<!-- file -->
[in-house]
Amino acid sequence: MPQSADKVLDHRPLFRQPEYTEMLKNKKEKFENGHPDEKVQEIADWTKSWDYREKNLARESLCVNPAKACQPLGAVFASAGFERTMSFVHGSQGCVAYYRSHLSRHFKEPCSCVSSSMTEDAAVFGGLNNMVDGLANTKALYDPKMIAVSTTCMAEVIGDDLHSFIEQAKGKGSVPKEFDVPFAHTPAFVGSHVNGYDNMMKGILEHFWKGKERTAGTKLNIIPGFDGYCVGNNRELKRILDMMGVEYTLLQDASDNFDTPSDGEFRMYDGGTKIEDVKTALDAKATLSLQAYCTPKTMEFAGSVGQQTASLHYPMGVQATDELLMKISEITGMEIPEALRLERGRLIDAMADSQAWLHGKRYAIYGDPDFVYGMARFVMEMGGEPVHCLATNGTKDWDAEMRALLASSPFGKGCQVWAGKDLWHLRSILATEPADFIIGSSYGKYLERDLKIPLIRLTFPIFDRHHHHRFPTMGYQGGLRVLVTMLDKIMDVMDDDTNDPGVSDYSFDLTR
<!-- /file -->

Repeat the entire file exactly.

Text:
[in-house]
Amino acid sequence: MPQSADKVLDHRPLFRQPEYTEMLKNKKEKFENGHPDEKVQEIADWTKSWDYREKNLARESLCVNPAKACQPLGAVFASAGFERTMSFVHGSQGCVAYYRSHLSRHFKEPCSCVSSSMTEDAAVFGGLNNMVDGLANTKALYDPKMIAVSTTCMAEVIGDDLHSFIEQAKGKGSVPKEFDVPFAHTPAFVGSHVNGYDNMMKGILEHFWKGKERTAGTKLNIIPGFDGYCVGNNRELKRILDMMGVEYTLLQDASDNFDTPSDGEFRMYDGGTKIEDVKTALDAKATLSLQAYCTPKTMEFAGSVGQQTASLHYPMGVQATDELLMKISEITGMEIPEALRLERGRLIDAMADSQAWLHGKRYAIYGDPDFVYGMARFVMEMGGEPVHCLATNGTKDWDAEMRALLASSPFGKGCQVWAGKDLWHLRSILATEPADFIIGSSYGKYLERDLKIPLIRLTFPIFDRHHHHRFPTMGYQGGLRVLVTMLDKIMDVMDDDTNDPGVSDYSFDLTR